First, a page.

History rarely speaks about the women who heroically defended their lands or rights. Boudica was one of them, a proud queen to bring her name into our century. Her army killed as many as 70,000 civilians in Londinium, Verulamium, and Camulodunum, rushing to cut throats, hang, burn, and crucify. Who was she? Why was she so angry?
In 43 AD, Roman Emperor Claudius made a full scale invasion of Britain, this being the second since that of Julius Caesar.
In 47 AD, according to Roman law, the Iceni were divested of their weapons by the Governor of Britain.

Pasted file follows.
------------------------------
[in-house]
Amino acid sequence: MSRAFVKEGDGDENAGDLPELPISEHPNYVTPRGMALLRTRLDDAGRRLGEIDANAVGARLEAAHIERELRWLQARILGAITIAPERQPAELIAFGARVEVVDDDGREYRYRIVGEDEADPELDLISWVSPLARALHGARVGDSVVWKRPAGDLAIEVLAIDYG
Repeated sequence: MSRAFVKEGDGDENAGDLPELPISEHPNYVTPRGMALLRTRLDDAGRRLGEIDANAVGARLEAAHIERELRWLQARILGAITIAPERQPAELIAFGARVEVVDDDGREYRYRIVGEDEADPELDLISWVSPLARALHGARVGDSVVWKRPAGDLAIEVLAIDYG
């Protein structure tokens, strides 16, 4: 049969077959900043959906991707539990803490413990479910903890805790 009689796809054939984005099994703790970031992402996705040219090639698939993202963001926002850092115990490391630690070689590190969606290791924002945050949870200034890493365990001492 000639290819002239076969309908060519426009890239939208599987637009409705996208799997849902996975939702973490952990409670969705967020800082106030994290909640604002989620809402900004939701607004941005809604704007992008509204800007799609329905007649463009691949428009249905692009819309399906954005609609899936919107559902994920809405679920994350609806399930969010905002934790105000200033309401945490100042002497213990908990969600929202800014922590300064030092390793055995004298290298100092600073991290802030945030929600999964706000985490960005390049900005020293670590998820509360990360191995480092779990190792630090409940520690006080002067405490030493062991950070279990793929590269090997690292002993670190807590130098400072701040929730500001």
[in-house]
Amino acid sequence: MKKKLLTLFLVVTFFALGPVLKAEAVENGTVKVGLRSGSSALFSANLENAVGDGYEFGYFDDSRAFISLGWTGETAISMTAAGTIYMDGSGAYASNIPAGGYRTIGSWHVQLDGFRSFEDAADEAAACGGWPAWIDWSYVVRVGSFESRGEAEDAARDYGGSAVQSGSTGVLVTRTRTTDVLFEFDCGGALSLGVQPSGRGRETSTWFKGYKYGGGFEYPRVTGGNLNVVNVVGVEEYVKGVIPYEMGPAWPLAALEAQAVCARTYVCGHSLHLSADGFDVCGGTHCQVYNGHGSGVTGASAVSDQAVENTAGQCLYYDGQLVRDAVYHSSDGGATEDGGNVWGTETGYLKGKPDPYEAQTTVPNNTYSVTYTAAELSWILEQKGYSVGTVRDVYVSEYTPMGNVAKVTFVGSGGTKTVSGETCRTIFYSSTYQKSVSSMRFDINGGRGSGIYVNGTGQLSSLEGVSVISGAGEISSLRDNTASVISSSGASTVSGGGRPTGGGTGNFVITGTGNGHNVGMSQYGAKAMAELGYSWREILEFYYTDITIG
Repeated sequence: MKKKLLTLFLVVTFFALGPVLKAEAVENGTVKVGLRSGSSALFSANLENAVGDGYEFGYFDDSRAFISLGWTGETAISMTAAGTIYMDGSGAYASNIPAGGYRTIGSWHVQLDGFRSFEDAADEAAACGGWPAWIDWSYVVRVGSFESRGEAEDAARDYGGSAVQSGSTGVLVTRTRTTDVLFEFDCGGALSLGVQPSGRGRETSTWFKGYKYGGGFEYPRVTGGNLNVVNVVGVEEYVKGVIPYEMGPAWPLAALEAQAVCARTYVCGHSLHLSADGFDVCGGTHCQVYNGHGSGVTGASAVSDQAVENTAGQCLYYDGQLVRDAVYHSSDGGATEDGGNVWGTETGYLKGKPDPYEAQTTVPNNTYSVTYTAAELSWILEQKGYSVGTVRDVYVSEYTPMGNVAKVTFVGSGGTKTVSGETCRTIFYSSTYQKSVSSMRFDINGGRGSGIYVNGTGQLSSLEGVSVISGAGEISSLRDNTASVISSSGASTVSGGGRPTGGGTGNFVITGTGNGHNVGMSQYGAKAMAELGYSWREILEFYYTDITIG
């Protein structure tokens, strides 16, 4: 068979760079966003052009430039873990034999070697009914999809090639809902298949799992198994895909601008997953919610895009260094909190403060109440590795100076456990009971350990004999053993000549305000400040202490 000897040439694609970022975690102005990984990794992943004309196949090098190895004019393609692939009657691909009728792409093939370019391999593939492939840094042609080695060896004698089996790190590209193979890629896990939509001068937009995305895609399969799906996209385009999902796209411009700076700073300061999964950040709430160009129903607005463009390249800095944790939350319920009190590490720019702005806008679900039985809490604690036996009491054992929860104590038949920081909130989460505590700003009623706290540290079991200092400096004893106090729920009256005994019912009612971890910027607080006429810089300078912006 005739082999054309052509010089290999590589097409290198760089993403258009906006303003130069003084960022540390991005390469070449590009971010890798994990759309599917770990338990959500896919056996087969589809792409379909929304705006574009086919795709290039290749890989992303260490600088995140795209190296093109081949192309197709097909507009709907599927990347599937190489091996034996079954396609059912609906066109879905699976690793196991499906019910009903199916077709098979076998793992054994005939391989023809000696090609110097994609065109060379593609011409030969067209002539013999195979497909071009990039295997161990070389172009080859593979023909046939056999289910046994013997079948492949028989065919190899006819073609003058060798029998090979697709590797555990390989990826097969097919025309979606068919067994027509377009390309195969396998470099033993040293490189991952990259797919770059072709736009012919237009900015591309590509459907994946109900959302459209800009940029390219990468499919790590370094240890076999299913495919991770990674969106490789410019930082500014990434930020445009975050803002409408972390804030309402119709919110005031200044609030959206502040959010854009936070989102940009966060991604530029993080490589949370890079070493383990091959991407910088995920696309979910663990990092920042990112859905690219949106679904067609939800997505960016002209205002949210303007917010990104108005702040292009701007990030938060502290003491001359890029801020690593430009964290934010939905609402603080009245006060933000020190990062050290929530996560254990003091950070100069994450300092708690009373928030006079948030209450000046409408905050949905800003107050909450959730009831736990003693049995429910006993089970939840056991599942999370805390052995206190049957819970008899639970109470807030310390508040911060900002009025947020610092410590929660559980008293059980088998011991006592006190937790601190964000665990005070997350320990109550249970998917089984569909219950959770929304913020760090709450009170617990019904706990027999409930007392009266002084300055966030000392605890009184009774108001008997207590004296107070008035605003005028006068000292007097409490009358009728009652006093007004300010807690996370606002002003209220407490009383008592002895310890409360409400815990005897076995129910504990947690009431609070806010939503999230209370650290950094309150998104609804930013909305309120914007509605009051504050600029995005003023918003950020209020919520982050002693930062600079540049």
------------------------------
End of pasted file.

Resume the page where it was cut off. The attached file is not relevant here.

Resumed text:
It was about this time the leader Prasutagus emerges as King of the Iceni.
Queen became the captive.
These actions of the Romans exacerbated widespread resentment at Roman rule.
Boudicca's warriors successfully defeated the Roman Ninth Legion and destroyed the capital of Roman Britain, then at Colchester.
From the sixteenth century onwards, Boudica would become the charismatic subject for poets, artists, and writers. She remains a symbol of national patriotism to this day as the statue on the Embankment attests.